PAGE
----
Ambitious Urban Sequoia skyscraper designed to purify the air around it

An intriguing proposal from leading firm Skidmore, Owings & Merrill (SOM) envisions a skyscraper that could capture carbon and purify the air around it. The conceptual design, named Urban Sequoia, was created to mark the recent United Nations Climate Change Conference COP26 in Scotland.

The skyscraper would feature an attractive design consisting of glazing and greenery and would incorporate a podium. It would be built from environmentally friendly materials like hemp concrete, wood and biobeton to reduce the carbon impact of construction by 50%, compared to traditional materials like concrete and steel.

Technical details are very light at this early stage of the concept, but according to SOM, the skyscraper would sequester up to 1,000 tonnes of carbon per year, which it says equates to 48,500 trees. To do this, it would have built-in carbon capture technology – think of the Orca, but on an even larger scale. The idea is that with such measures, the air in the immediate area would be purified. Ultimately, entire “forests” of urban redwoods could transform cities and even change the course of climate change.

Urban Sequoia would be made from materials such as organic brick, hemp concrete, wood and organic concrete to reduce the carbon impact of construction by 50% compared to traditional building materials such as concrete and steel.


“This solution allows us to go beyond net zero to deliver carbon-absorbing buildings, increasing the amount of carbon removed from the atmosphere over time,” says SOM. “After 60 years, the prototype would absorb up to 400% more carbon than it could have emitted during construction. The captured carbon can be used in a variety of industrial applications, completing the carbon cycle and forming the basis a new carbon removal system. With integrated biomass and algae, facades could transform the building into a source of biofuel that powers heating systems, cars and airplanes; and a source of bioproteins for use in many industries. ”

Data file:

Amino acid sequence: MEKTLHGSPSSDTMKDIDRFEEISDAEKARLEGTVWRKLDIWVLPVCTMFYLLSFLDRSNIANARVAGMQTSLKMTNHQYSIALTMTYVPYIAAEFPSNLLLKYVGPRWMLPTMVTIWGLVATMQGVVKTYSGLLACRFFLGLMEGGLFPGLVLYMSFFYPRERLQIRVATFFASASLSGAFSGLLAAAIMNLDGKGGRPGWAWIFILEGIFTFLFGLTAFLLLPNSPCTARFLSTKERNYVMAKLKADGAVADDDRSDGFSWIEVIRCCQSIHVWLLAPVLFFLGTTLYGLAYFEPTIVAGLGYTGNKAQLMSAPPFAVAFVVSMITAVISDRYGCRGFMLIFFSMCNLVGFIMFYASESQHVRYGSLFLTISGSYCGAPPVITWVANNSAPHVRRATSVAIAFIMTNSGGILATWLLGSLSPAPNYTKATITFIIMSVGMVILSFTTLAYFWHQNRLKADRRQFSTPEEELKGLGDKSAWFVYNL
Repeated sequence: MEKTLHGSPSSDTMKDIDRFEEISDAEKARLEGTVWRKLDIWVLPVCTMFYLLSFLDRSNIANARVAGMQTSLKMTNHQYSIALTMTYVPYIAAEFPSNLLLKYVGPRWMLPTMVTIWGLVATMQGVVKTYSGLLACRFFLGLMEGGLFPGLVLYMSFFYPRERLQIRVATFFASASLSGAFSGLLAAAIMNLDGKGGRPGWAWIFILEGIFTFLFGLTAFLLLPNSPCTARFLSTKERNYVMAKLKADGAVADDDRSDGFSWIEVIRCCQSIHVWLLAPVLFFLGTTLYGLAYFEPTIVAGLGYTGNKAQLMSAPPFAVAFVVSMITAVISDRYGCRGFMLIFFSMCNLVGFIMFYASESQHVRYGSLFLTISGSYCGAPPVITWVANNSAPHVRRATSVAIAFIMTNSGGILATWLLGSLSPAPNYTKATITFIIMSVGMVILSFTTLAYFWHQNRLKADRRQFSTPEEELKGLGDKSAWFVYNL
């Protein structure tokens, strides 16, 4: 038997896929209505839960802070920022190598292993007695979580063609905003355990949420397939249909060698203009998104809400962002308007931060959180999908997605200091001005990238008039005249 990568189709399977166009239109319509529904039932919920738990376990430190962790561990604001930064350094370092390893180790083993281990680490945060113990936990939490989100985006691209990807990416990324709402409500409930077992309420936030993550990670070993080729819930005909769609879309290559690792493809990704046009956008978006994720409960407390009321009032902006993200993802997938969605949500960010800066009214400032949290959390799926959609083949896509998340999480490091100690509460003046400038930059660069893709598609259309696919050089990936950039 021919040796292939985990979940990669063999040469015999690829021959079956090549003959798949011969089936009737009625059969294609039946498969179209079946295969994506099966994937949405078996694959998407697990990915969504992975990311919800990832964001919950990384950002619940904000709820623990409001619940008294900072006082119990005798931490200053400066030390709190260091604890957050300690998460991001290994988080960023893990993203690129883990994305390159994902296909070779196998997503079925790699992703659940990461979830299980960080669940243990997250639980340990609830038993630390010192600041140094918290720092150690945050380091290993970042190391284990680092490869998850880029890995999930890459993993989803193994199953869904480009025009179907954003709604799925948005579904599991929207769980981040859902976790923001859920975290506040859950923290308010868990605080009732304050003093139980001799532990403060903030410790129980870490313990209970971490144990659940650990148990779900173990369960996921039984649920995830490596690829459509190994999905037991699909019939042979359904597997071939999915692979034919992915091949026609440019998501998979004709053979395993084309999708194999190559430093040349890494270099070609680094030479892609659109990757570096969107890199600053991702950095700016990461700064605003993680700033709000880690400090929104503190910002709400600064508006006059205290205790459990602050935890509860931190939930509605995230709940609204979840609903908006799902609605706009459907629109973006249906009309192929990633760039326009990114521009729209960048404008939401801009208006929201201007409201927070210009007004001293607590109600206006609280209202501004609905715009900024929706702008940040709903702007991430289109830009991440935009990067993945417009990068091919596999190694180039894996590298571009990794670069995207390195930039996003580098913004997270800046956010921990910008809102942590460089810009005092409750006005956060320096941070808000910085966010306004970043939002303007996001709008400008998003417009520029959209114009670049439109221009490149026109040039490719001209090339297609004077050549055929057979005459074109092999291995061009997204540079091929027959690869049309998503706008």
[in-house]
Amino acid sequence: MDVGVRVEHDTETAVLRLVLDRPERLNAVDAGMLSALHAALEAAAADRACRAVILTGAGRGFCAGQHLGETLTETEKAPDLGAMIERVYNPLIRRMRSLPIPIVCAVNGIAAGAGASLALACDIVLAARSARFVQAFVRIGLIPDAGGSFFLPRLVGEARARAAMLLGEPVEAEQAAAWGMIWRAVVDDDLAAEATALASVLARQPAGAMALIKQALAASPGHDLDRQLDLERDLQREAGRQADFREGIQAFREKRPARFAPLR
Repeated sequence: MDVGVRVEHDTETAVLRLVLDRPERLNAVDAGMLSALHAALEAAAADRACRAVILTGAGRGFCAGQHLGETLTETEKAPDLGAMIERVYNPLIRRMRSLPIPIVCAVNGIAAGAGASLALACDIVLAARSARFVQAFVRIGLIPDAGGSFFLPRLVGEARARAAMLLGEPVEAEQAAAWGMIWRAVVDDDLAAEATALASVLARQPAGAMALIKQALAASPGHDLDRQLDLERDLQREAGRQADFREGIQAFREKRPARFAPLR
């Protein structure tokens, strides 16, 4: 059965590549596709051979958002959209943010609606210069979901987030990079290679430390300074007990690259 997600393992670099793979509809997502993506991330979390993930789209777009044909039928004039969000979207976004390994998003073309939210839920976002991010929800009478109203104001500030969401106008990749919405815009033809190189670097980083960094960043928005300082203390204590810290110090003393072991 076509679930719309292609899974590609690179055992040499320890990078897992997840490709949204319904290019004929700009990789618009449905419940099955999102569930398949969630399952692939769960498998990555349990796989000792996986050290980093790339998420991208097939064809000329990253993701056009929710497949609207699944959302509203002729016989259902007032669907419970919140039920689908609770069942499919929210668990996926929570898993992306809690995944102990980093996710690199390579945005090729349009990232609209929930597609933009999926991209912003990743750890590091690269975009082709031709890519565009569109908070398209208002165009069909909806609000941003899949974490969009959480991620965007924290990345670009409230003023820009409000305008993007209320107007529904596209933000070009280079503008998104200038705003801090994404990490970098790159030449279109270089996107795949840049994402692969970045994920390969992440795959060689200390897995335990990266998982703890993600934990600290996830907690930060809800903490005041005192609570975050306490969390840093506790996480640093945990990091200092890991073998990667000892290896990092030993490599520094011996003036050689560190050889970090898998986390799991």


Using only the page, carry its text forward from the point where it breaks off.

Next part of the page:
Although the Urban Sequoia is a very ambitious proposition and it seems unlikely that it will be realized anytime soon, global construction is estimated to account for almost 40% of all CO2 emissions in the world and there are has more and more calls to tackle the problem across the construction industry. One of the consequences is the growing popularity of wooden buildings, which offer a truly sustainable alternative to concrete.

Source: SOM

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